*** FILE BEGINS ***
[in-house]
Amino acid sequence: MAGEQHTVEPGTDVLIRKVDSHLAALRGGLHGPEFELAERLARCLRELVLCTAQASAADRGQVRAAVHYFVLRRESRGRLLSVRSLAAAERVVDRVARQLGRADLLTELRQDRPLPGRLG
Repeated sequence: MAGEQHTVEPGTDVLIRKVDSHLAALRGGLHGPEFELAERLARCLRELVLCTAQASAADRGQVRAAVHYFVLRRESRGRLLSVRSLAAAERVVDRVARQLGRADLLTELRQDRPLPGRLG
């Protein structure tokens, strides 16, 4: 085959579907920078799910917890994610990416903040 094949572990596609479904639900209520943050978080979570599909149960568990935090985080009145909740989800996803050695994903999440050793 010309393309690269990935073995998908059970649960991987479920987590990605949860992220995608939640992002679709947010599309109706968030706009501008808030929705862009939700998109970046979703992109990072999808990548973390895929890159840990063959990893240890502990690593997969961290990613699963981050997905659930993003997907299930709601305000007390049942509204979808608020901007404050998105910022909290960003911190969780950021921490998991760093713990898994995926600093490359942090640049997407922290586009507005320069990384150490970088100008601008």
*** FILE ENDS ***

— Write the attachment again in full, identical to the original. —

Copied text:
[in-house]
Amino acid sequence: MAGEQHTVEPGTDVLIRKVDSHLAALRGGLHGPEFELAERLARCLRELVLCTAQASAADRGQVRAAVHYFVLRRESRGRLLSVRSLAAAERVVDRVARQLGRADLLTELRQDRPLPGRLG
Repeated sequence: MAGEQHTVEPGTDVLIRKVDSHLAALRGGLHGPEFELAERLARCLRELVLCTAQASAADRGQVRAAVHYFVLRRESRGRLLSVRSLAAAERVVDRVARQLGRADLLTELRQDRPLPGRLG
């Protein structure tokens, strides 16, 4: 085959579907920078799910917890994610990416903040 094949572990596609479904639900209520943050978080979570599909149960568990935090985080009145909740989800996803050695994903999440050793 010309393309690269990935073995998908059970649960991987479920987590990605949860992220995608939640992002679709947010599309109706968030706009501008808030929705862009939700998109970046979703992109990072999808990548973390895929890159840990063959990893240890502990690593997969961290990613699963981050997905659930993003997907299930709601305000007390049942509204979808608020901007404050998105910022909290960003911190969780950021921490998991760093713990898994995926600093490359942090640049997407922290586009507005320069990384150490970088100008601008």